That included in physical feats. She held a base record in her weight class for dead lifting 280 pounds. But, Mr. Fuoco said, she was also kind and tender. After this deployment, she talked about starting a family.
Her roommate and fellow Marine, Sgt. Mallory Harrison, said in a Facebook post that for their generation stories of combat deaths often felt like something from the past — tales told by elders about a war that younger Marines had missed. Deployment meant work that was often dull and quiet. Then suddenly combat came ripping back, real and raw.
“Then bad people do bad things, and all of a sudden, the peaceful float you were on turns into you going to Afghanistan & for some, never coming back,” Sergeant Harrison wrote. “It turns into your friends never coming home. There’s no way to adequately prepare for that feeling. No PowerPoint training, no class from the chaps, nothing. Nothing can prepare you.”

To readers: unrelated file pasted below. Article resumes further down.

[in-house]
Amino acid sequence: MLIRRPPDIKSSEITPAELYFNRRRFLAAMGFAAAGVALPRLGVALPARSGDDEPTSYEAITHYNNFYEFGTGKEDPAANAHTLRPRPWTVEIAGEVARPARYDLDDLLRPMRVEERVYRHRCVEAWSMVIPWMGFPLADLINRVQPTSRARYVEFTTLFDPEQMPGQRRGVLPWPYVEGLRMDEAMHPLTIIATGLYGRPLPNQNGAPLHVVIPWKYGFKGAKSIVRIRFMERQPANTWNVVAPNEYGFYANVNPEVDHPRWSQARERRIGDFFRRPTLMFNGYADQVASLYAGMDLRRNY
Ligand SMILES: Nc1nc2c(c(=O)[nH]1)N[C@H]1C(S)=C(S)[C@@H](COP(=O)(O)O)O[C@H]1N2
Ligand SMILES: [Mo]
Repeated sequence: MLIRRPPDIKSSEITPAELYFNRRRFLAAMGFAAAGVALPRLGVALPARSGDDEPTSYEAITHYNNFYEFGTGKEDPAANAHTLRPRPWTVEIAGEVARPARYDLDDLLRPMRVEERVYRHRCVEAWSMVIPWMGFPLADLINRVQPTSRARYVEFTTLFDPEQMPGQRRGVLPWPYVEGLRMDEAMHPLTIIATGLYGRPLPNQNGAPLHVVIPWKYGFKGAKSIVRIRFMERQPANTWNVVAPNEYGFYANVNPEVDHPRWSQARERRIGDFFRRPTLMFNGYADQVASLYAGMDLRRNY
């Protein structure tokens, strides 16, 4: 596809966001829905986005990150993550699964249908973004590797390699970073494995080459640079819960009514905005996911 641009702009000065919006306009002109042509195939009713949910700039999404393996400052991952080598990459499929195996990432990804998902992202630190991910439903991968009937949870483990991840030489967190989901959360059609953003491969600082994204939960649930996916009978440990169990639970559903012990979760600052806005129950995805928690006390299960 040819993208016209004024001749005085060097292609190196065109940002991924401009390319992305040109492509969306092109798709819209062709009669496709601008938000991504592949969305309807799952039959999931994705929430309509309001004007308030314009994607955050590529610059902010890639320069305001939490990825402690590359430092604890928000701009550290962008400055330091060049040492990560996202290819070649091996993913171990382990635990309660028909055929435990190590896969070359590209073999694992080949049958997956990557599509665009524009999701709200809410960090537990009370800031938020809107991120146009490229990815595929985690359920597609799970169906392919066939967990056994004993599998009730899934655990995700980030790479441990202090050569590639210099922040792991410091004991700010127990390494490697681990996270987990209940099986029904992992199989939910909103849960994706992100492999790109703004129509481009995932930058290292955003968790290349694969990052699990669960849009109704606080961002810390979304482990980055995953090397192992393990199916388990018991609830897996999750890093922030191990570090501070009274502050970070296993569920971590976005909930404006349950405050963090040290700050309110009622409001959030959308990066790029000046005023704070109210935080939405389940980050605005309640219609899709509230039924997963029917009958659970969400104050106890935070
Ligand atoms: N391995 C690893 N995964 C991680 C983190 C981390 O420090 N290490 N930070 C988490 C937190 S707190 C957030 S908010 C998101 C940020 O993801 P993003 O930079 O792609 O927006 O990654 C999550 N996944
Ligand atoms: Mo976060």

The service members killed in the attack, in addition to Sergeant Gee and Sergeant Rosario, include Marine Corps Staff Sgt. Darin T. Hoover, 31, of Salt Lake City; Corps Cpl. Hunter Lopez, 22, of Indio, Calif.; Corps Cpl. Daegan W. Page, 23, of Omaha; Cpl. Humberto A. Sanchez, 22, of Logansport, Ind.; Lance Cpl. David L. Espinoza, 20, of Rio Bravo, Texas; Lance Cpl. Jared M. Schmitz, 20, of St. Charles, Mo.; Lance Cpl. Rylee J. McCollum, 20, of Jackson, Wyo.; Lance Cpl. Dylan R. Merola, 20, of Rancho Cucamonga, Calif.; Lance Cpl. Kareem M. Nikoui, 20, of Norco, Calif. The dead also include the Navy Hospitalman Maxton W. Soviak, 22, of Berlin Heights, Ohio, and Army Staff Sgt. Ryan C. Knauss, 23, of Corryton, Tenn.
Read More:Among the Troops Who Died, Two Women on the Front Line